The so-called “FOXG1 Syndrome,” is a rare birth defect in which the infant who presents with this condition is abnormally small at birth and during the early stage of neuronal development, the head grows slowly; this eventually leads to an unusually small head in early childhood – a condition referred to as microcephaly. Upon close examination there are number of brain anomalies that are present in patients with this condition –
- thin or underdeveloped corpus collosum that connects the left and right hemispheres of the brain
- reduction in the number of anatomical folds (gyri) that are present on the brain’s surface
- reduced amount of white matter in the brain. White matter is composed of the Axon bodies of the neurons (see diagram below) that connect the cell bodies of the neurons that make up the so-called grey matter.
Structure of the Human Neuron
On account of the profound anomalies in brain structure associated with this syndrome, affected individuals present with severe and wide-ranging intellectual disabilities. These can include involuntary muscular movements, difficulties walking, sleep disturbances, seizures and general irritability. In addition, abilities in speech and language are often seriously impaired adversely affecting social interactions. The FOXG1 syndrome has been grouped as an autistic-like disorder. Although the range of impairments evident closely mirrors that of Rett syndrome, it is now classified as a distinct disease.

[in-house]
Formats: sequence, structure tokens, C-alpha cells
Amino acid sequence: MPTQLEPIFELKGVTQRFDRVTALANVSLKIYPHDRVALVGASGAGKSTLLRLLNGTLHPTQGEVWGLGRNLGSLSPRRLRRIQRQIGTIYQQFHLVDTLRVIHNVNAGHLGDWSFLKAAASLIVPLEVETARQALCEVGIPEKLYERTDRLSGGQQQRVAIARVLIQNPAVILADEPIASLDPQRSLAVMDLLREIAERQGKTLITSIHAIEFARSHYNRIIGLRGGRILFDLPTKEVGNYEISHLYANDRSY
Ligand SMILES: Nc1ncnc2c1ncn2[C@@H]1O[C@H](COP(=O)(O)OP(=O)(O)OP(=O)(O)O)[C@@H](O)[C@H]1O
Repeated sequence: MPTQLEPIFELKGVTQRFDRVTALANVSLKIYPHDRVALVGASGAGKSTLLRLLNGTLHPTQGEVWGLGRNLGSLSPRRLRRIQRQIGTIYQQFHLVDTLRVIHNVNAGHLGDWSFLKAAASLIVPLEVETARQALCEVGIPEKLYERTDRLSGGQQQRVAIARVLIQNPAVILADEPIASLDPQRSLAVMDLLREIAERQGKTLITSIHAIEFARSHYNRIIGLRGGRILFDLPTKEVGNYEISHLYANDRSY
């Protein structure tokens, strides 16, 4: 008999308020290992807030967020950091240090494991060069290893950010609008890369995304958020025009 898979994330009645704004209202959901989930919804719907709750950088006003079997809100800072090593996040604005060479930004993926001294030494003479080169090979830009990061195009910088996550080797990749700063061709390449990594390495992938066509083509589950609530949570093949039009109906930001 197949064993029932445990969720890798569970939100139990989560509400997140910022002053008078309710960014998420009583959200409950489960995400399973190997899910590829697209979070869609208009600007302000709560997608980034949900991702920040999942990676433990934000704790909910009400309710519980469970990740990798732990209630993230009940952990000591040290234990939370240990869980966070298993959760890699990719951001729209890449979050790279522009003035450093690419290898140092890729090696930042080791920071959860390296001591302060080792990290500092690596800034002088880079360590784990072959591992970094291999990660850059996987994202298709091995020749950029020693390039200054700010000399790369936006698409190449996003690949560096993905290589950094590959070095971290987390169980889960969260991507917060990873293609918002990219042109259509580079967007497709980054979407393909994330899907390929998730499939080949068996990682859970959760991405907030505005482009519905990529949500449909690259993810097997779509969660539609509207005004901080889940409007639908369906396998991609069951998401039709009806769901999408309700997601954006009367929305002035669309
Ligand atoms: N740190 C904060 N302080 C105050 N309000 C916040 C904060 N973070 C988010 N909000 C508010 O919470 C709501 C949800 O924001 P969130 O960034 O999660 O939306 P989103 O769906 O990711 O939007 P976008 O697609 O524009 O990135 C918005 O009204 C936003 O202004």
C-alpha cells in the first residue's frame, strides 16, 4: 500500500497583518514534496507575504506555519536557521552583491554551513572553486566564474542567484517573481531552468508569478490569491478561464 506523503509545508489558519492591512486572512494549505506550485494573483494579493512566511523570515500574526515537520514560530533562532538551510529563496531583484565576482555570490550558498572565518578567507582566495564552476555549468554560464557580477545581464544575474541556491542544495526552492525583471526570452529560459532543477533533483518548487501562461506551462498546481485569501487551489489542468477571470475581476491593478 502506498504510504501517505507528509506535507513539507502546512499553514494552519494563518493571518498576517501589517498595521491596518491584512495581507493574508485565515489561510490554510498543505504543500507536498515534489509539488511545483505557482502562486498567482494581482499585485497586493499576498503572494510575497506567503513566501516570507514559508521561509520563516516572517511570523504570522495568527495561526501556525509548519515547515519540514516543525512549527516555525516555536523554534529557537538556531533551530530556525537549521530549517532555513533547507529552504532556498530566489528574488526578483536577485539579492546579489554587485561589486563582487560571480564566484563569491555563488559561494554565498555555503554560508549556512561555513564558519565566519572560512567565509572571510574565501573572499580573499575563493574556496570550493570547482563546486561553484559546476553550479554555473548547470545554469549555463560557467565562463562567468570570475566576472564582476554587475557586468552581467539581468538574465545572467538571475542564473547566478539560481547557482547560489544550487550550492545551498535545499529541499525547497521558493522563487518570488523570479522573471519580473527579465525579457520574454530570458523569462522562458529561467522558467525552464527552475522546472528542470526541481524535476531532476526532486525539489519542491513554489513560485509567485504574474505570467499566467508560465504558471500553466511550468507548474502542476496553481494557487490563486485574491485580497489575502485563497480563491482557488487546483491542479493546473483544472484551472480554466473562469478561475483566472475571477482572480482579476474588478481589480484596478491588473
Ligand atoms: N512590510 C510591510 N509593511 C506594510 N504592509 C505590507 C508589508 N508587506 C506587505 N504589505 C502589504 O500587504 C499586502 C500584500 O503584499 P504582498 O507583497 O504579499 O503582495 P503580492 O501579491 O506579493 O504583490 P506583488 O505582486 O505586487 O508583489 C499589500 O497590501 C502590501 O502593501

In terms of the etiology the FOXG1 syndrome, it is believed to be caused by a mutation in the FOXG1 gene. The normal gene encodes for a the Forkhead Box G1 protein (see diagram below). this protein seems to play an essential role in brain development where it functions as a transcription factor that normally represses the activity of certain genes when they are not required. Extensive research has demonstrated that the FOXG1 gene product is involved in the development of the brain in early embryonic life. The particular site of action of this transcription factor is the telencephalon that ultimately develops into the cerebrum that is involved in so many critical high-order functions in the human brain including language, sensory perception, learning and memory.
Artistic Rendering of the Forkhead Box G1 Protein
Finally, Rett syndrome is also believed to be caused by a different mutation in the FOXG1 gene leading to a dysfunctional Forkhead Box G1 protein. Since the origin of these diseases are genetic in origin and impose their deleterious effects during embryonic development, a cure may ultimately reside in the introduction of the normal FOXG1 gene in utero. This may indeed become a reality at some future time.